Do you know who all your "window shoppers" are? These are the people who visit your store, your website, or otherwise check out your business, but don't "come inside" to tell you who they are.

How do you go about enticing these lurkers to tell you who they are and ask to be in conversation with you?

Do you offer them a compelling reason to share their contact information? Do you give them easy and scripted ways to become part of your house list? Sure you can use remarketing ads and cookies to track behavior, and that's a smart thing to consider, but top direct marketers know they want the person to opt in and request to be part of their mini-world.

And once they do this, how well do you go about learning about them? Do you talk with them (or a sample of them) in person or via phone to really get their voice, their concerns, their passions, their frustrations? (See point 1 above.)

Have you intentionally crafted a sequenced experience to bring them into your funnel and start to regularly do business with your company?

As any direct marketer worth her salt will tell you, the value of your "house list" comes by gathering information about them, and giving them a strategically mapped out experience to get them to buy.

Two more components that direct marketers have created to maximize the value of their house lists are "frequency of contact" (all things being equal, the more you are in communication with your house list in interesting and valuable ways the more they will buy from you) and "list segmentation" (breaking your house list into smaller slivers so you can more powerfully speak to each subcomponent of your house list.)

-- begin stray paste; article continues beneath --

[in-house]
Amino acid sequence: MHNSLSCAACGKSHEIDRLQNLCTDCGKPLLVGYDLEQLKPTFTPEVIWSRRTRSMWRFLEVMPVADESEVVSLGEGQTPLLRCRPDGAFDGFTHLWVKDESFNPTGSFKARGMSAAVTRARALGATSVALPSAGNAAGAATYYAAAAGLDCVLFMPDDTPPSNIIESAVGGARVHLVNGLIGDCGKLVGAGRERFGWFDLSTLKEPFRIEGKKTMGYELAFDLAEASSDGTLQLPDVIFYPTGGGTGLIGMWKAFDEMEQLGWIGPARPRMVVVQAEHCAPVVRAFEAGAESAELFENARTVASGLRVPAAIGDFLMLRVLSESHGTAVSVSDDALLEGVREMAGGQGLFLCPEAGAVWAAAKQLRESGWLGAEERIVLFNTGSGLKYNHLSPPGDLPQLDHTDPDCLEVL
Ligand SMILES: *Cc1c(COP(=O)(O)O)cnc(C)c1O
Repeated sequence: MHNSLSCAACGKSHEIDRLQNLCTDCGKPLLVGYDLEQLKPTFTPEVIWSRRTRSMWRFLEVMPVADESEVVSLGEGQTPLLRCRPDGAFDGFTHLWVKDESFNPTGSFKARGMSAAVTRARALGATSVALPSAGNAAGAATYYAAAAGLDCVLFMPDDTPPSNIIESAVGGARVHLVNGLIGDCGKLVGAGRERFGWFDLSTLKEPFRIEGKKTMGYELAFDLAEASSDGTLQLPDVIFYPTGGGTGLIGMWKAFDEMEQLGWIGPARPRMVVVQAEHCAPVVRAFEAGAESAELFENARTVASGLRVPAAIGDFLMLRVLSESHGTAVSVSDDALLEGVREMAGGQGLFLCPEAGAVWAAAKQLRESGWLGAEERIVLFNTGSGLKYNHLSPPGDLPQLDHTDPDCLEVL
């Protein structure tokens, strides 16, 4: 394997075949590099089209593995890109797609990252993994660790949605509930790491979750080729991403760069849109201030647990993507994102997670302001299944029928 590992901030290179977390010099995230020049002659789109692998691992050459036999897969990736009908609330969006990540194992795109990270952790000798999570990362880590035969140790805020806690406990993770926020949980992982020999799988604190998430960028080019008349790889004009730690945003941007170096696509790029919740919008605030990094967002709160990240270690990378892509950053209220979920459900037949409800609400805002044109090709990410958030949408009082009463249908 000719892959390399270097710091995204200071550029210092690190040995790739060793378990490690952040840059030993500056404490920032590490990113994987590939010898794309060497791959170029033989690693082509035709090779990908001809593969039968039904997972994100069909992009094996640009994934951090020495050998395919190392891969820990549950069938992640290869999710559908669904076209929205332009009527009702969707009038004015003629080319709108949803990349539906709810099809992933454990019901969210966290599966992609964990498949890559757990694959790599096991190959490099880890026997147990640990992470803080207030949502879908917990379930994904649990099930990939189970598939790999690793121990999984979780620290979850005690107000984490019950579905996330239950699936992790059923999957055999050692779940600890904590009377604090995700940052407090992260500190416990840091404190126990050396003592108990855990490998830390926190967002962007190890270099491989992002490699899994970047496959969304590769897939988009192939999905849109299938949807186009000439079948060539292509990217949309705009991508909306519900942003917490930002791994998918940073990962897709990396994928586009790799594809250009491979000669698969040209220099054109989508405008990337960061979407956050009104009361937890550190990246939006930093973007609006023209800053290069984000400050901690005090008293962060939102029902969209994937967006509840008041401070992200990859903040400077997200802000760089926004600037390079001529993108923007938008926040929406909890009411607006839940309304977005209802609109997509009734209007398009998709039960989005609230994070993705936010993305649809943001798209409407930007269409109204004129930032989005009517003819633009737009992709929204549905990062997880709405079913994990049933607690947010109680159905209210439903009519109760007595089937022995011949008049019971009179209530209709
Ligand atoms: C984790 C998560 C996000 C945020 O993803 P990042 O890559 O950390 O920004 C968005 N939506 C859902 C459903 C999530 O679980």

6. Understand and measure your clients "LTV".
I saved the best for last. By far the most important lesson that a successful direct marketer has to teach you and any other business leader is the how to understand, measure, and optimize the Life Time Value (LTV) of your customers.

How can you know what you can spend to acquire a new client if you don't know what they will spend with your company - on average - over their relationship with you?

How can you test and work to scientifically increase the total your average customer spends with you if you don't measure and track their actual buying?

So there you have the six most important direct response marketing secrets that you must at least be aware of.

Pick one of the above ideas and one simple action step you will take to apply that idea to grow your business. Now get to work.

If you enjoyed the ideas I shared, then I encourage you to download a free copy of my newest book, Build a Business, Not a Job. Click here for full details and to get your complimentary copy.